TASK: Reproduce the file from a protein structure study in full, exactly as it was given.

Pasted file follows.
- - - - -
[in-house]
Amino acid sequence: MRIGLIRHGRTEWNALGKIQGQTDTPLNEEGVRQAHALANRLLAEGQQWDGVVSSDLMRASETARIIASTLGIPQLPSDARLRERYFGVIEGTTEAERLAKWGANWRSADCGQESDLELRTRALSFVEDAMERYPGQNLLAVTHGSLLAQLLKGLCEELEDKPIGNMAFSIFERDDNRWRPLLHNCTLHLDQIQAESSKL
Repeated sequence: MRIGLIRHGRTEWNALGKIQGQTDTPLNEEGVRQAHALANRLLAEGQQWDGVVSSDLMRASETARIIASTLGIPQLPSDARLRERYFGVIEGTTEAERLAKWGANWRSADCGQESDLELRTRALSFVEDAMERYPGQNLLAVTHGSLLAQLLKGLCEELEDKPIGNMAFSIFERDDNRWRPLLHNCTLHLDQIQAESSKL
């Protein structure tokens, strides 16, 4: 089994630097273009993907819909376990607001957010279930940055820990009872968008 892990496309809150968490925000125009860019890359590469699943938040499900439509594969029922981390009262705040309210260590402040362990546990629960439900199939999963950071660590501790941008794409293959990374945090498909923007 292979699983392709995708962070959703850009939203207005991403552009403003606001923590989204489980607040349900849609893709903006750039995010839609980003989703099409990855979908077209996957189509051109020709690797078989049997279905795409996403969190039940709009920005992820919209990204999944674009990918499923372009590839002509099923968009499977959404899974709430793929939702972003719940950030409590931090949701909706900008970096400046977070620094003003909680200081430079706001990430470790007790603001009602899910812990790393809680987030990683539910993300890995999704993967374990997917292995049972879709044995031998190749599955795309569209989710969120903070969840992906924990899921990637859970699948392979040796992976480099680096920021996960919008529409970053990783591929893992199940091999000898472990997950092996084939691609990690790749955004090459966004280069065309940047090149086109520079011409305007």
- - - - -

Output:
[in-house]
Amino acid sequence: MRIGLIRHGRTEWNALGKIQGQTDTPLNEEGVRQAHALANRLLAEGQQWDGVVSSDLMRASETARIIASTLGIPQLPSDARLRERYFGVIEGTTEAERLAKWGANWRSADCGQESDLELRTRALSFVEDAMERYPGQNLLAVTHGSLLAQLLKGLCEELEDKPIGNMAFSIFERDDNRWRPLLHNCTLHLDQIQAESSKL
Repeated sequence: MRIGLIRHGRTEWNALGKIQGQTDTPLNEEGVRQAHALANRLLAEGQQWDGVVSSDLMRASETARIIASTLGIPQLPSDARLRERYFGVIEGTTEAERLAKWGANWRSADCGQESDLELRTRALSFVEDAMERYPGQNLLAVTHGSLLAQLLKGLCEELEDKPIGNMAFSIFERDDNRWRPLLHNCTLHLDQIQAESSKL
């Protein structure tokens, strides 16, 4: 089994630097273009993907819909376990607001957010279930940055820990009872968008 892990496309809150968490925000125009860019890359590469699943938040499900439509594969029922981390009262705040309210260590402040362990546990629960439900199939999963950071660590501790941008794409293959990374945090498909923007 292979699983392709995708962070959703850009939203207005991403552009403003606001923590989204489980607040349900849609893709903006750039995010839609980003989703099409990855979908077209996957189509051109020709690797078989049997279905795409996403969190039940709009920005992820919209990204999944674009990918499923372009590839002509099923968009499977959404899974709430793929939702972003719940950030409590931090949701909706900008970096400046977070620094003003909680200081430079706001990430470790007790603001009602899910812990790393809680987030990683539910993300890995999704993967374990997917292995049972879709044995031998190749599955795309569209989710969120903070969840992906924990899921990637859970699948392979040796992976480099680096920021996960919008529409970053990783591929893992199940091999000898472990997950092996084939691609990690790749955004090459966004280069065309940047090149086109520079011409305007």